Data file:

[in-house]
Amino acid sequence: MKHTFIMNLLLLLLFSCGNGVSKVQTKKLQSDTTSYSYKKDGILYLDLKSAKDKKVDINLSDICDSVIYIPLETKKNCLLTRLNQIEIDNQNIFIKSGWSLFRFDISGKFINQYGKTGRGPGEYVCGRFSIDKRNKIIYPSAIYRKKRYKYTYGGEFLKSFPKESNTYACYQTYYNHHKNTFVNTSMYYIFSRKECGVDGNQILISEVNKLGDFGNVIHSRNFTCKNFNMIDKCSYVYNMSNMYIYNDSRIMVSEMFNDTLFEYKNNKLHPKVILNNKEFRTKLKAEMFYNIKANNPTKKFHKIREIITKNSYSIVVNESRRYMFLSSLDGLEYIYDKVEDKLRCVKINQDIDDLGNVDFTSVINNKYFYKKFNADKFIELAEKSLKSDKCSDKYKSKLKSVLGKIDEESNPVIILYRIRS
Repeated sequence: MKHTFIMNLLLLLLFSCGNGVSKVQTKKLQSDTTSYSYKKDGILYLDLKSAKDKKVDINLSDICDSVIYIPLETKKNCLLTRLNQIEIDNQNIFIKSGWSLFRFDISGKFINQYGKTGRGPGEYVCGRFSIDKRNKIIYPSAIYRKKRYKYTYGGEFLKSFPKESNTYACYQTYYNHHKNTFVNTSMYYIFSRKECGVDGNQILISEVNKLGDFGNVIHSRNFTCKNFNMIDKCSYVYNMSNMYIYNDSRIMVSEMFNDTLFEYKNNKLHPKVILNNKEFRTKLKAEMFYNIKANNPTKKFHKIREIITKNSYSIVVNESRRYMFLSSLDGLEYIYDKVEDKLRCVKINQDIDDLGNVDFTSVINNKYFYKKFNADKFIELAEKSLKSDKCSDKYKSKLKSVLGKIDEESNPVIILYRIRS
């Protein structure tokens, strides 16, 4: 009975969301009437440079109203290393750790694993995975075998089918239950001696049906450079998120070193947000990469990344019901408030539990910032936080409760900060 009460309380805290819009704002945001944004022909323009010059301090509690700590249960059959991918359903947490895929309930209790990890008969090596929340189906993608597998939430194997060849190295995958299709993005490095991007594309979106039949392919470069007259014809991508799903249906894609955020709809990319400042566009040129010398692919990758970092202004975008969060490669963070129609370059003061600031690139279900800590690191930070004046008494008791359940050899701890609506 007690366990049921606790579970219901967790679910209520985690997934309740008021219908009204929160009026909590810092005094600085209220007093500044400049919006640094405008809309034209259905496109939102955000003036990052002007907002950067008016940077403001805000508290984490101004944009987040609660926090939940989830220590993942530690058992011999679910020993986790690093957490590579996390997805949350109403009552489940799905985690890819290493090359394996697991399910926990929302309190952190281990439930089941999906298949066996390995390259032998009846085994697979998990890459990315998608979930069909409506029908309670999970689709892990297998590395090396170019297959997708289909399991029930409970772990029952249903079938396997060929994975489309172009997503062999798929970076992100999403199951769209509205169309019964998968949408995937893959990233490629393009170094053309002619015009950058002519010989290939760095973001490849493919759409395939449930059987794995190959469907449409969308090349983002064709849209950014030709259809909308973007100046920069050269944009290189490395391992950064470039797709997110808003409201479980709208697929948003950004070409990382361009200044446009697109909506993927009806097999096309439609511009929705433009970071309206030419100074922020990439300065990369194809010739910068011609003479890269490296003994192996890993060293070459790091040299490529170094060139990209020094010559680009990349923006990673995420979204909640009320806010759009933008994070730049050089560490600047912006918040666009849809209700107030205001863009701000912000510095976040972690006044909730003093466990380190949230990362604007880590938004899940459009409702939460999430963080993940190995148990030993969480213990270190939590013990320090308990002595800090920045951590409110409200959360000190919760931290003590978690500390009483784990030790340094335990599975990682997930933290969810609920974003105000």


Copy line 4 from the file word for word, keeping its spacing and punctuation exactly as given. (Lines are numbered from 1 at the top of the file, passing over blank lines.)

């Protein structure tokens, strides 16, 4: 009975969301009437440079109203290393750790694993995975075998089918239950001696049906450079998120070193947000990469990344019901408030539990910032936080409760900060 009460309380805290819009704002945001944004022909323009010059301090509690700590249960059959991918359903947490895929309930209790990890008969090596929340189906993608597998939430194997060849190295995958299709993005490095991007594309979106039949392919470069007259014809991508799903249906894609955020709809990319400042566009040129010398692919990758970092202004975008969060490669963070129609370059003061600031690139279900800590690191930070004046008494008791359940050899701890609506 007690366990049921606790579970219901967790679910209520985690997934309740008021219908009204929160009026909590810092005094600085209220007093500044400049919006640094405008809309034209259905496109939102955000003036990052002007907002950067008016940077403001805000508290984490101004944009987040609660926090939940989830220590993942530690058992011999679910020993986790690093957490590579996390997805949350109403009552489940799905985690890819290493090359394996697991399910926990929302309190952190281990439930089941999906298949066996390995390259032998009846085994697979998990890459990315998608979930069909409506029908309670999970689709892990297998590395090396170019297959997708289909399991029930409970772990029952249903079938396997060929994975489309172009997503062999798929970076992100999403199951769209509205169309019964998968949408995937893959990233490629393009170094053309002619015009950058002519010989290939760095973001490849493919759409395939449930059987794995190959469907449409969308090349983002064709849209950014030709259809909308973007100046920069050269944009290189490395391992950064470039797709997110808003409201479980709208697929948003950004070409990382361009200044446009697109909506993927009806097999096309439609511009929705433009970071309206030419100074922020990439300065990369194809010739910068011609003479890269490296003994192996890993060293070459790091040299490529170094060139990209020094010559680009990349923006990673995420979204909640009320806010759009933008994070730049050089560490600047912006918040666009849809209700107030205001863009701000912000510095976040972690006044909730003093466990380190949230990362604007880590938004899940459009409702939460999430963080993940190995148990030993969480213990270190939590013990320090308990002595800090920045951590409110409200959360000190919760931290003590978690500390009483784990030790340094335990599975990682997930933290969810609920974003105000």